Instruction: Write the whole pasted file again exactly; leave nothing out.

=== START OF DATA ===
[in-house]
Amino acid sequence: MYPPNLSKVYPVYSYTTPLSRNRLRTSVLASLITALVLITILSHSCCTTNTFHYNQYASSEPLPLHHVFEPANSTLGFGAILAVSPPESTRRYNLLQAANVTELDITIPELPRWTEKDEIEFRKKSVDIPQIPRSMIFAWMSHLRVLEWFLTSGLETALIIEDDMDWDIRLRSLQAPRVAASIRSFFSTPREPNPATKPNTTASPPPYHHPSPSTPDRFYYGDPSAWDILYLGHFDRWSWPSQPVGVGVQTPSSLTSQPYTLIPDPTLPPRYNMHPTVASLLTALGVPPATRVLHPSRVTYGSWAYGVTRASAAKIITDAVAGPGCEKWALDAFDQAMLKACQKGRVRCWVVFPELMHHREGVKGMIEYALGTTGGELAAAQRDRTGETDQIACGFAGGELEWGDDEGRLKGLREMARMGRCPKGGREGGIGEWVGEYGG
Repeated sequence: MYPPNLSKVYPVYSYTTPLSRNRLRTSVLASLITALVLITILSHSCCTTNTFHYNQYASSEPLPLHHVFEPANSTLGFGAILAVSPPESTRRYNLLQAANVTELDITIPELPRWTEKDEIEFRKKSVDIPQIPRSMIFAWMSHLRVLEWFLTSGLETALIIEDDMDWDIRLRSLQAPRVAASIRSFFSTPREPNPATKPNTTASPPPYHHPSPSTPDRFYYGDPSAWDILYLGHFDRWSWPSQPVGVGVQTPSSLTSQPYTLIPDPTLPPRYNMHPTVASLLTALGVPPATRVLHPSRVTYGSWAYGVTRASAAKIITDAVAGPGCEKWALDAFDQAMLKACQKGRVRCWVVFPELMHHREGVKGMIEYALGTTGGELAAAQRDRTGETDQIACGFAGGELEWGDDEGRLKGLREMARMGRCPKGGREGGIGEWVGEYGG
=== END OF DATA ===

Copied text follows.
[in-house]
Amino acid sequence: MYPPNLSKVYPVYSYTTPLSRNRLRTSVLASLITALVLITILSHSCCTTNTFHYNQYASSEPLPLHHVFEPANSTLGFGAILAVSPPESTRRYNLLQAANVTELDITIPELPRWTEKDEIEFRKKSVDIPQIPRSMIFAWMSHLRVLEWFLTSGLETALIIEDDMDWDIRLRSLQAPRVAASIRSFFSTPREPNPATKPNTTASPPPYHHPSPSTPDRFYYGDPSAWDILYLGHFDRWSWPSQPVGVGVQTPSSLTSQPYTLIPDPTLPPRYNMHPTVASLLTALGVPPATRVLHPSRVTYGSWAYGVTRASAAKIITDAVAGPGCEKWALDAFDQAMLKACQKGRVRCWVVFPELMHHREGVKGMIEYALGTTGGELAAAQRDRTGETDQIACGFAGGELEWGDDEGRLKGLREMARMGRCPKGGREGGIGEWVGEYGG
Repeated sequence: MYPPNLSKVYPVYSYTTPLSRNRLRTSVLASLITALVLITILSHSCCTTNTFHYNQYASSEPLPLHHVFEPANSTLGFGAILAVSPPESTRRYNLLQAANVTELDITIPELPRWTEKDEIEFRKKSVDIPQIPRSMIFAWMSHLRVLEWFLTSGLETALIIEDDMDWDIRLRSLQAPRVAASIRSFFSTPREPNPATKPNTTASPPPYHHPSPSTPDRFYYGDPSAWDILYLGHFDRWSWPSQPVGVGVQTPSSLTSQPYTLIPDPTLPPRYNMHPTVASLLTALGVPPATRVLHPSRVTYGSWAYGVTRASAAKIITDAVAGPGCEKWALDAFDQAMLKACQKGRVRCWVVFPELMHHREGVKGMIEYALGTTGGELAAAQRDRTGETDQIACGFAGGELEWGDDEGRLKGLREMARMGRCPKGGREGGIGEWVGEYGG